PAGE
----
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BCAA vs. Protein Powder

author image Ryan Haas
Writing professionally since 2005, Ryan Haas specializes in sports, politics and music. His work has appeared in "The Journal-Standard," SKNVibes and trackalerts. Haas holds a Bachelor of Arts in English and creative writing from the University of Illinois.
BCAA vs. Protein Powder
A scoop of protein powder Photo Credit: Brian Balster/iStock/Getty Images

Protein is an essential building block of human life that plays a crucial role in cell growth. Amino acids are the building blocks of protein, and some nutritional companies market amino acid or protein supplements to individuals who want to maintain or increase muscle mass. A branched chain amino acid, or BCAA, is an amino acid group that has noncontinuous, or branched, links of carbon bonds.

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Amino Acid Types

There are 20 amino acids that your body needs to function properly. You can divide these into essential amino acids, which you must consume in your diet because your body cannot synthesize them, and non-essential amino acids, which your body can synthesize from other nutrients. The three BCAAs — isoleucine, leucine and valine — are all essential amino acids. While BCAA supplements may contain one or all three of these, protein powders such as whey or casein contain all of the BCAAs, as well as the remaining seven essential amino acids.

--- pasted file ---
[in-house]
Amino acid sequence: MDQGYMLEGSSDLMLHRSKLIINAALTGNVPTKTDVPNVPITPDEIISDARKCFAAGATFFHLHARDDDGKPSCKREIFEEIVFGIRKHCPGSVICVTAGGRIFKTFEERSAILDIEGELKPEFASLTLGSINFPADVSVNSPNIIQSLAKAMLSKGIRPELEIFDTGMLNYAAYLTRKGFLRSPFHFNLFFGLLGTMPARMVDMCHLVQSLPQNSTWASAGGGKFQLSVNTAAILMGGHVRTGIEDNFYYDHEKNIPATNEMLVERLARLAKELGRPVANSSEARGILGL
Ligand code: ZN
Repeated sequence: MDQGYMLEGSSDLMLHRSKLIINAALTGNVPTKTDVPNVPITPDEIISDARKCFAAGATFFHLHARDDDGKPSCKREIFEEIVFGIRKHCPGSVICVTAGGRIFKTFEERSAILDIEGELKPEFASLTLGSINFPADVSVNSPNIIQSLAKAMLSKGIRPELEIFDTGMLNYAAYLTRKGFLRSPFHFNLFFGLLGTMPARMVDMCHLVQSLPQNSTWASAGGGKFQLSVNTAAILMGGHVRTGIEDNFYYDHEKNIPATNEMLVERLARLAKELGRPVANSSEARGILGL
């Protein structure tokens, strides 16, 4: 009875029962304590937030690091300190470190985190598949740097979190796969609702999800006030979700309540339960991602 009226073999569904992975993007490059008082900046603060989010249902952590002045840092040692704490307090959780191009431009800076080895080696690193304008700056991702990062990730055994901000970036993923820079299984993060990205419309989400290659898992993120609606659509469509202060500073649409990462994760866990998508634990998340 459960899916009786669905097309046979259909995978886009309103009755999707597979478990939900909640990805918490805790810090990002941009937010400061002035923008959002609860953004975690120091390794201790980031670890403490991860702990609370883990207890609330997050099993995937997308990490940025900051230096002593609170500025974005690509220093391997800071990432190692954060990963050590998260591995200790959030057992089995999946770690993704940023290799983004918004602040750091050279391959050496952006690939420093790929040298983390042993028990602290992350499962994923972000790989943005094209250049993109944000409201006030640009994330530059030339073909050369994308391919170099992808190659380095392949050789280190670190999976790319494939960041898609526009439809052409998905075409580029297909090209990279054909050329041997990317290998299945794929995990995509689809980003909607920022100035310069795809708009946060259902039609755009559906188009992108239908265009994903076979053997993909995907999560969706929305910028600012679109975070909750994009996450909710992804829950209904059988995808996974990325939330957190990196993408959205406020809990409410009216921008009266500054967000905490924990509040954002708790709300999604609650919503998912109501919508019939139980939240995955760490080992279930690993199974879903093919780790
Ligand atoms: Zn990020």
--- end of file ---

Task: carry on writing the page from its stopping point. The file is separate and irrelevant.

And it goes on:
BCAAs and the remaining essential amino acids in protein powders serve a similar supplemental purpose: the preservation and potential growth of muscle tissue. Leucine is particularly important to muscle growth, according to College of New Jersey sports nutrition researcher Jay Hoffman, Ph.D. Your muscles readily convert leucine into energy during exercise, which prevents the breakdown of muscle tissue. While BCAAs are the most crucial amino acids for muscle development, the World Health Organization emphasizes that you need to consume all of the essential amino acids in your diet to maintain proper nitrogen balance in your body.


Leucine is one of the main amino acids that triggers muscle protein synthesis in your body, but so is the essential amino acid glutamine. Consuming a protein powder that has both glutamine and leucine may promote greater muscle protein synthesis than consuming a supplement lacking one of them. For example, whey protein powder has high levels of all of the essential amino acids, including the BCAAs, and it performs better as a muscle growth supplement than a protein powder like casein, which has less leucine.


Always speak to a registered dietitian before consuming an amino acid or a protein supplement so you can know exactly how much of the supplement you need. As a general rule, sedentary adults need around 0.8 g of protein per kilogram of body weight per day, while strength and conditioning athletes may need as much as 1.7 g for the same body weight. If some of your protein comes from powder supplements, ensure that the supplement you use has all of the essential amino acids. American Council on Exercise sports nutritionist Fabio Comana states that if you are supplementing with BCAAs, a common recommendation is a ratio of two parts leucine to one part isoleucine and one part valine. The RDA value for BCAAs is 14 mg per kilogram of bodyweight for leucine and 10 mg for the other two.

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